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Article 2185.

Unless there is proof to the contrary, it is presumed that a person driving a motor vehicle has been
negligent if at the time of the mishap, he was violating any traffic regulation

The doctrine has five elements that must be proven in order to show that the defendant had the last clear
chance:

1. The plaintiff placed themselves in the situation of danger because of their own negligence
2. The plaintiff could not avoid the danger
3. The defendant recognized the dangerous situation and had a duty to avoid it
4. The defendant failed to avoid the danger despite having an opportunity to avoid it
5. As a result of the defendant not avoiding the danger, the plaintiff was injured

Picart vs Smith (General Rule)


The control of the situation had then passed entirely to the defendant; and it was his duty either to bring his car
to an immediate stop or, seeing that there were no other persons on the bridge, to take the other side and pass
sufficiently far away from the horse to avoid the danger of collision. Instead of doing this, the defendant ran
straight on until he was almost upon the horse.

The existence of negligence in a given case is not determined by reference to the personal judgment of the actor
in the situation before him. The law considers what would be reckless, blameworthy, or negligent in the man of
ordinary intelligence and prudence and determines liability by that.

Pantranco vs. Baesa G.R. Nos. 79050-51. November 14, 1989 (Exemption)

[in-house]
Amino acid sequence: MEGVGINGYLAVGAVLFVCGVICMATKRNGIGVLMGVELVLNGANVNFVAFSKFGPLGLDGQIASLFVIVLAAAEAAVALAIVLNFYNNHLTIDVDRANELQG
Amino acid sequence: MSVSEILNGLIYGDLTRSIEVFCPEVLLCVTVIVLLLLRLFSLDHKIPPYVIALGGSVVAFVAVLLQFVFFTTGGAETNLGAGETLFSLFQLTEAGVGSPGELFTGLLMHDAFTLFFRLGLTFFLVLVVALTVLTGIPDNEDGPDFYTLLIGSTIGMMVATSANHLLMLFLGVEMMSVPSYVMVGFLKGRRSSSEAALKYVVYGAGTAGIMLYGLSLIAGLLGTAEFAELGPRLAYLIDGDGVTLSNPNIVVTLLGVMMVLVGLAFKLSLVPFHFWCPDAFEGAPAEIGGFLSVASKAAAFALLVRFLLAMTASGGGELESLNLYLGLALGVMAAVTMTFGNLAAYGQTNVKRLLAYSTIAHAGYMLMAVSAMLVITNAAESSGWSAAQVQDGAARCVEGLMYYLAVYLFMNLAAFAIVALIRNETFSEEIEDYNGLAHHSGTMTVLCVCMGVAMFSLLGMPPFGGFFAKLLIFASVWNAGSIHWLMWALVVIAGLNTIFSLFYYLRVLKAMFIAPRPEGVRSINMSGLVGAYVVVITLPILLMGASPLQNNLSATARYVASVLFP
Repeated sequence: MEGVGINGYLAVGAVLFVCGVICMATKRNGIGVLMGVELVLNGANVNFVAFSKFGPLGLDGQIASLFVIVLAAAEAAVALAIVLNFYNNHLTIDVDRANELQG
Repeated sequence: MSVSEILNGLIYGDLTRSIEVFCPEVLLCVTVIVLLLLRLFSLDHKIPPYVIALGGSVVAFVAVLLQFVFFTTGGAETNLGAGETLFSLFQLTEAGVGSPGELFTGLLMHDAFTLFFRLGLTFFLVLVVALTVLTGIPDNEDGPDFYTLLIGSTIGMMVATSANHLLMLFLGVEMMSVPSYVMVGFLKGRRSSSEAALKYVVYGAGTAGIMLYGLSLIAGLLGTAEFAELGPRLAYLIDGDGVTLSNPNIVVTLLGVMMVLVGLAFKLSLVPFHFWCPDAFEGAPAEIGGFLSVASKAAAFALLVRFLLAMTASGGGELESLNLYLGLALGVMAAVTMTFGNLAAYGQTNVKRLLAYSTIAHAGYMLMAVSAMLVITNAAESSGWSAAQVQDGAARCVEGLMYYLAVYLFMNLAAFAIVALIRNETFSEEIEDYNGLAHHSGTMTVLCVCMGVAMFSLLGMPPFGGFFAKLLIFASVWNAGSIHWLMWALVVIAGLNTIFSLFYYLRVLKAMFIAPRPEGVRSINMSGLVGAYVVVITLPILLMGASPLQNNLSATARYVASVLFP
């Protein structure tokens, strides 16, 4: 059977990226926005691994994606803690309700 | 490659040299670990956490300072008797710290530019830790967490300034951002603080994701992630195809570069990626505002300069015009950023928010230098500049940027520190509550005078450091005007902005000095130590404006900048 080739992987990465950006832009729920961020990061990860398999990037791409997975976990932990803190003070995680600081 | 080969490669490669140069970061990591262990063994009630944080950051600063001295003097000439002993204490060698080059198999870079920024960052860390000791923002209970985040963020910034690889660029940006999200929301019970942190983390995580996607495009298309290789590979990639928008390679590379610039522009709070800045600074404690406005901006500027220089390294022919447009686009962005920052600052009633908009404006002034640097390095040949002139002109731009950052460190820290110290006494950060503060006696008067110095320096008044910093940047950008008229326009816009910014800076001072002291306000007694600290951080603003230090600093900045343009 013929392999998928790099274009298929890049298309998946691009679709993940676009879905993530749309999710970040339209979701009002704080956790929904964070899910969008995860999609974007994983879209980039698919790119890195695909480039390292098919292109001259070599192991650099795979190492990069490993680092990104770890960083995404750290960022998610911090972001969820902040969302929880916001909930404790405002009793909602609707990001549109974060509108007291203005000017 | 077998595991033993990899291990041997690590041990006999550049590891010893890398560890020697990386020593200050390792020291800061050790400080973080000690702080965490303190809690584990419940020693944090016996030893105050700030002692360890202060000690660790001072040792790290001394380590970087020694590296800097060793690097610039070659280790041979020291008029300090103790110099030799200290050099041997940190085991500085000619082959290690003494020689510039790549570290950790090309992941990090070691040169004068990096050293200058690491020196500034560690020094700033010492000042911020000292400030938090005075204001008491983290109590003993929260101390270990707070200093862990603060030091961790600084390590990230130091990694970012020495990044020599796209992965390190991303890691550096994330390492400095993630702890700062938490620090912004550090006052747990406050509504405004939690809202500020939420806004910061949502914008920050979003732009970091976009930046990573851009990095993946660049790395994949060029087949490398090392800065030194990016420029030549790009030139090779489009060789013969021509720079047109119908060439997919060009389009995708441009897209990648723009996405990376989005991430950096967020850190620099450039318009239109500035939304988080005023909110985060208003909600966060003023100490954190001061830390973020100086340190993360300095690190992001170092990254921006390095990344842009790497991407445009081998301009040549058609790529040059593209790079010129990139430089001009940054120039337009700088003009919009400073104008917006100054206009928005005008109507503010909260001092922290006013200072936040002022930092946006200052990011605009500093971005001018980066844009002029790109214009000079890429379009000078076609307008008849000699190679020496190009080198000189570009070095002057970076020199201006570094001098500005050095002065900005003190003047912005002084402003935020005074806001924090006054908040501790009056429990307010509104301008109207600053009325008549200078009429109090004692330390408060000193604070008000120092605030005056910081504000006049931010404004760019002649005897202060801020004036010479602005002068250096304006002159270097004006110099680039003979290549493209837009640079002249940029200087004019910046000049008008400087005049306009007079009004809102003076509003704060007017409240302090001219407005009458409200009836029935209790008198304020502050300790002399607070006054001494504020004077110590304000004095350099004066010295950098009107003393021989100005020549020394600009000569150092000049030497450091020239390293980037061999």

The Doctrine of Last Clear Chance is not applied in blanket. The collision of a bus and jeepney in this case
has led the Court to re-emphasized two basic exemptions in the application of the doctrine.

xxx 1) it is necessary to show that the person who allegedly had the last opportunity to avert the
accident was aware of the existence of the peril or should, with exercise of due care, have been aware
of it. One cannot be expected to avoid an accident or injury if he does not know or could not have known
the existence of the peril. In this case, there is nothing to show that the jeepney driver David Ico knew of
the impending danger. When he saw at a distance that the approaching bus was encroaching on his lane,
he did not immediately swerve the jeepney to the dirt shoulder on his right since he must have assumed
that the bus driver will return the bus to its own lane upon seeing the jeepney approaching from the
opposite direction xxx

Moreover, even if the jeepney had known the peril, the Court reiterated that it would be impossible for anyone
to prevent the same.
xxx By the time David Ico must have realized that the bus was not returning to its own lane, it was already
too late to swerve the jeepney to his right to prevent an accident. The speed at which the approaching
bus was running prevented David Ico from swerving the jeepney to the right shoulder of the road in
time to avoid the collision. Thus, even assuming that the jeepney driver perceived the danger a few
seconds before the actual collision, he had no opportunity to avoid it. This Court has held that the last
clear chance doctrine 2) "can never apply where the party charged is required to act instantaneously,
and if the injury cannot be avoided by the application of all means at hand after the peril is or should
have been discovered" xxx